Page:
A special treat, greenies: Guest writer Melissa Batchelor Warnke on the question of whether local food grown in greenhouses is as sustainable as what comes from the open fields. Take it away, Melissa…
In the past four or five years, as the local food movement has exploded across Albemarle and Charlottesvillians have flocked to farmers markets and signed up for CSAs, an unspoken question has been on the minds of many: how have such delicate microgreens and precious, thin-skinned tomatoes been produced in the notoriously uneven Virginia spring? Is it a miracle or something altogether more suspicious?
The answer, ultimately, is neither; many of the most sensitive fruits and vegetables are, in fact, grown in local greenhouses—some plants living their whole lives there, while others spend only their early days inside before being transplanted out into the wild world.
The two most compelling anti-greenhouse arguments are that these warm spots encourage local farmers to grow out of season, obscuring the very idea of a Virginia food culture, and that they often require fossil fuels for heat. While these problems are certainly rife in the overgrown, low-wage-labor-driven commercial greenhouses of Florida and Spain, an Albemarle County greenhouse is truly a horse of a different color.
Richard Bean of Double H Farm only uses his small (48’x20′) greenhouse to get seedlings off to an early start, then transfers them outside for the rest of their adult lives. For Double H, the process of farming is all about reuse: After they plant arugula in an unheated hoophouse, they will replant with tomatoes and cucumbers, then raise a flock of young chickens in it in the fall, which will in turn lay the manure for the next round of arugula.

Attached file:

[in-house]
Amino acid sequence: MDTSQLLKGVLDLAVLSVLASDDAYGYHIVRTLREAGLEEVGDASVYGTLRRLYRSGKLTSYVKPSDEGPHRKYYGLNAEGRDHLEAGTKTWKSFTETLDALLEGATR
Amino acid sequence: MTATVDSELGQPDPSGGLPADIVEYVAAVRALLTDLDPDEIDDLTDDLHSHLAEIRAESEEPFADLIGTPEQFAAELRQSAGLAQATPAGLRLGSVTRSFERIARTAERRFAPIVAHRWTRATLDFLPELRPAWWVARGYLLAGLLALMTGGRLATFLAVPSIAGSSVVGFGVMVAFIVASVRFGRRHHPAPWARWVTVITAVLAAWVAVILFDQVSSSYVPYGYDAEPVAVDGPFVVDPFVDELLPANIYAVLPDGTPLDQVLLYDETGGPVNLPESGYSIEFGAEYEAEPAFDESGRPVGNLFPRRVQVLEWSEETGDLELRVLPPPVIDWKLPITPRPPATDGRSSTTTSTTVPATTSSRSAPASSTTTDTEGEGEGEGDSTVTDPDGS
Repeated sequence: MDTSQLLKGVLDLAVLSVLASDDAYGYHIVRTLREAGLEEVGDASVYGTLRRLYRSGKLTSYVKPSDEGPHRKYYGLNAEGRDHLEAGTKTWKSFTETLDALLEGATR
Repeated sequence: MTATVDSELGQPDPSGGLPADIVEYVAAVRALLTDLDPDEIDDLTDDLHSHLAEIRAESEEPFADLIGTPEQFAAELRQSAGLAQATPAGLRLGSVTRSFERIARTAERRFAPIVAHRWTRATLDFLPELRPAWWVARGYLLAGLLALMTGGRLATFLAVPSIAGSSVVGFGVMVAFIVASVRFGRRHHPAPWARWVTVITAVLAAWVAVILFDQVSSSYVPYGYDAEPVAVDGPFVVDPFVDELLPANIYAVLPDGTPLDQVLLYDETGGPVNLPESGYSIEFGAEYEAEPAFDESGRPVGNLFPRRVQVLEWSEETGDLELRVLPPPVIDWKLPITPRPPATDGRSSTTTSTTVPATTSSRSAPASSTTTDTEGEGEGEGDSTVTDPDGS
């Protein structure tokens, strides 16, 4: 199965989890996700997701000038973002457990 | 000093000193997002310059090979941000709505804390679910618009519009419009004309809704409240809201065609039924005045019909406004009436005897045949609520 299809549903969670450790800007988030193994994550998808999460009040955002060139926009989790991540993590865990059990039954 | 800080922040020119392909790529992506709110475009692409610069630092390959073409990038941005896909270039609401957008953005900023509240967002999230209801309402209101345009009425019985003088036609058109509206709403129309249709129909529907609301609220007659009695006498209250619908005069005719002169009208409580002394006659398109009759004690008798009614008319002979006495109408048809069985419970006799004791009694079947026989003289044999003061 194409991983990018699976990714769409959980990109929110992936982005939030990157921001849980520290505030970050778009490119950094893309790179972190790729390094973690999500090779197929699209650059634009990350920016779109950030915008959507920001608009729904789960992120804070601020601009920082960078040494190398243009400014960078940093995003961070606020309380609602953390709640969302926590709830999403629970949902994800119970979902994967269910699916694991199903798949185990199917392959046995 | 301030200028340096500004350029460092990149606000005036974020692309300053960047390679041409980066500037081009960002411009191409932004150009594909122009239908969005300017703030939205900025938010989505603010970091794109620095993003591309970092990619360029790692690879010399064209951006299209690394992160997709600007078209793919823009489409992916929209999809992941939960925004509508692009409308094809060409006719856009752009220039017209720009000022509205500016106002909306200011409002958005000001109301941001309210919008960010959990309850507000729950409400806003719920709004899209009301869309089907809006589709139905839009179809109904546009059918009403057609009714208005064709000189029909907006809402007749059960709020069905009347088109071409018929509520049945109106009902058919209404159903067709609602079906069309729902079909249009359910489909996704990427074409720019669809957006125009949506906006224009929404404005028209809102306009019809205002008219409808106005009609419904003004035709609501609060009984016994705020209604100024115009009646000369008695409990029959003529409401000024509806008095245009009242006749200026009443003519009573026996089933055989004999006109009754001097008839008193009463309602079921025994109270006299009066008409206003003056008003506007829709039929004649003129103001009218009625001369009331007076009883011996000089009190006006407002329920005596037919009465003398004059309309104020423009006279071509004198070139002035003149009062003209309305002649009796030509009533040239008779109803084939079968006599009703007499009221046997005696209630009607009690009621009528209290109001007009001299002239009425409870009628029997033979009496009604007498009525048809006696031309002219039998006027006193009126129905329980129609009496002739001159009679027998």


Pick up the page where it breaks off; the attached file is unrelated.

Using this method, where every crop supports another, they grow nearly 80 crops. Bags of water inside the greenhouse onto hold the sun’s warmth, and Bean says that utilizing fossil fuels to heat his plants is not an option, largely because of the steep price: “We’re trying to be environmentally sensitive, but we’ve got to pay our bills first.”
Several local farms, however, do use propane to heat their greenhouses and grow produce inside from beginning to end. Wendy Harrison, co-owner of The Farm at Red Hill, says that everything grown in her greenhouse can be grown outdoors in Virginia, but that the specific varieties she prefers—tomatoes that prefer low light, sweet and thin English cucumbers—are perhaps too delicate for Virginia weather’s erratic mood swings.
Harrison admits that living with purely seasonal food (a la Barbara Kingsolver’s romantic local-food romp, Animal, Vegetable, Miracle) can be a serious drag, recalling the years she lived in Moscow where almost all food was local (read: pickled), and people waited in lines around the block for a measly banana. However, the argument for eating local Virginia food, greenhouse-grown or direct-seeded, in her view, always comes down to taste. “That tomato from Mexico may only cost 70 cents…but when you go to eat it, it has no taste because it was picked green and rock hard.”
Tomas Rahal, the head chef at Mas, is unconcerned by the rise of greenhouse growing among local farmers, suggesting that the fossil fuel use in massive, conventional food greenhouses all but wipes local greenhouses’ footprint off the map. He admires urban farmers’ spunk and creativity, such as those putting greenhouses on barges on the Hudson or plunking them the middle of Portland, and even considered powering his own greenhouse from the residual heat of Mas’ brick oven (no room due to new parking lot spaces).
Rahal, like many Charlottesville restaurateurs, appreciates both the seasonality of Virginia food and the restraint of Albemarle local farmers, saying, “I really celebrate the arrival of fresh strawberries and tomatoes and I’m not bothered by the fact that I can’t get them in the middle of winter.”
What are your thoughts, readers? Are greenhouses cukes OK with you?